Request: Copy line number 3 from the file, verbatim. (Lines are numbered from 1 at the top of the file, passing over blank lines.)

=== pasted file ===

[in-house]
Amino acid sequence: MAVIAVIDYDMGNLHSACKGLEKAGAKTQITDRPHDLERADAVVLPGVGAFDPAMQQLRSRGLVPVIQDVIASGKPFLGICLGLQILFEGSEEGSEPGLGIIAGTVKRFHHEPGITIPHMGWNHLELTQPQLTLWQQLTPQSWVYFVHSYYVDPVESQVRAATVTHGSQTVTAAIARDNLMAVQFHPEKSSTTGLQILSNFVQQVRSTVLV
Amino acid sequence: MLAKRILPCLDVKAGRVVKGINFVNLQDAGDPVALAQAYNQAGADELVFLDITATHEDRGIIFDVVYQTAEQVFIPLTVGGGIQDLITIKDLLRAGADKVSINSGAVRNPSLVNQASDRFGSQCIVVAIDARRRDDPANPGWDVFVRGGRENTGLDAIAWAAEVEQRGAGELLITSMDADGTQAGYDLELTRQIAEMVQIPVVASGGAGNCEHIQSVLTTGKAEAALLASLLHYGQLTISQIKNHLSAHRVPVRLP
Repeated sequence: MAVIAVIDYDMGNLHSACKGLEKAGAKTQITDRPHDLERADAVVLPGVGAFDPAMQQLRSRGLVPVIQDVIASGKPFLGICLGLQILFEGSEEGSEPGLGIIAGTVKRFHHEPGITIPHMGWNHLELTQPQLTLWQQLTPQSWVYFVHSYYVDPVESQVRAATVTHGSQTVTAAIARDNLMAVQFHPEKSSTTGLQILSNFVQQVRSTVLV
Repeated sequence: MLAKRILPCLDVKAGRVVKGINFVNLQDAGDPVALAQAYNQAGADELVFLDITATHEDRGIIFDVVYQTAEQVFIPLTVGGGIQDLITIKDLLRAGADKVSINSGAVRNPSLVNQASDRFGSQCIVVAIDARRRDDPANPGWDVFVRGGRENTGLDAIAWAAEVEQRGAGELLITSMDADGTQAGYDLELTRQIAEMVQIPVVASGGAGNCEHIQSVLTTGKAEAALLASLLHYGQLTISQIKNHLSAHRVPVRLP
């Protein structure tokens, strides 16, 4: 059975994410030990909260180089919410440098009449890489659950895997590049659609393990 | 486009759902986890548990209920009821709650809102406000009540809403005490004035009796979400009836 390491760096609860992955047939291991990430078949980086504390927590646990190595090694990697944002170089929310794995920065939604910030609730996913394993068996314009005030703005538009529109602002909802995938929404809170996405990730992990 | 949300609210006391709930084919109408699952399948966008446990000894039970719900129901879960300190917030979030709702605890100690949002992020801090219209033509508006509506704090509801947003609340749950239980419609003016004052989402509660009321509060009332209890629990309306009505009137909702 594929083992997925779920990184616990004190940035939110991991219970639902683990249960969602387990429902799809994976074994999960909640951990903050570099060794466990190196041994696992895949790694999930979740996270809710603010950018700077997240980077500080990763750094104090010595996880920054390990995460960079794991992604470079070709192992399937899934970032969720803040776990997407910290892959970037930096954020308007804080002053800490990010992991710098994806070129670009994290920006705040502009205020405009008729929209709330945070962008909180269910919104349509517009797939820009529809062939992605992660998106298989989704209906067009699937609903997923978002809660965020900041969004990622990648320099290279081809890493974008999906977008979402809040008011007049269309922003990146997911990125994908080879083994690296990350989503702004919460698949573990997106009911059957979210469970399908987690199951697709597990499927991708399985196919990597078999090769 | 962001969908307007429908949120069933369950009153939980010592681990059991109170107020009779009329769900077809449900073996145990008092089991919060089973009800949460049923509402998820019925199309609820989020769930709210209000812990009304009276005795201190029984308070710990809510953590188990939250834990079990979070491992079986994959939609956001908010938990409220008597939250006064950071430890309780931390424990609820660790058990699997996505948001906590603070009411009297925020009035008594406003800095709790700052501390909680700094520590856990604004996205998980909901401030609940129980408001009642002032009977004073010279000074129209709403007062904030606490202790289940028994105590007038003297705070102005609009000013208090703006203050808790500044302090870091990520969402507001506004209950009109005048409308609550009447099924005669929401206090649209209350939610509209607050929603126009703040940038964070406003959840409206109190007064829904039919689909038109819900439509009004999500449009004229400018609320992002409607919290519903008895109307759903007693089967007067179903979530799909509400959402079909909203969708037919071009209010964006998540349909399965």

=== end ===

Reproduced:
Amino acid sequence: MLAKRILPCLDVKAGRVVKGINFVNLQDAGDPVALAQAYNQAGADELVFLDITATHEDRGIIFDVVYQTAEQVFIPLTVGGGIQDLITIKDLLRAGADKVSINSGAVRNPSLVNQASDRFGSQCIVVAIDARRRDDPANPGWDVFVRGGRENTGLDAIAWAAEVEQRGAGELLITSMDADGTQAGYDLELTRQIAEMVQIPVVASGGAGNCEHIQSVLTTGKAEAALLASLLHYGQLTISQIKNHLSAHRVPVRLP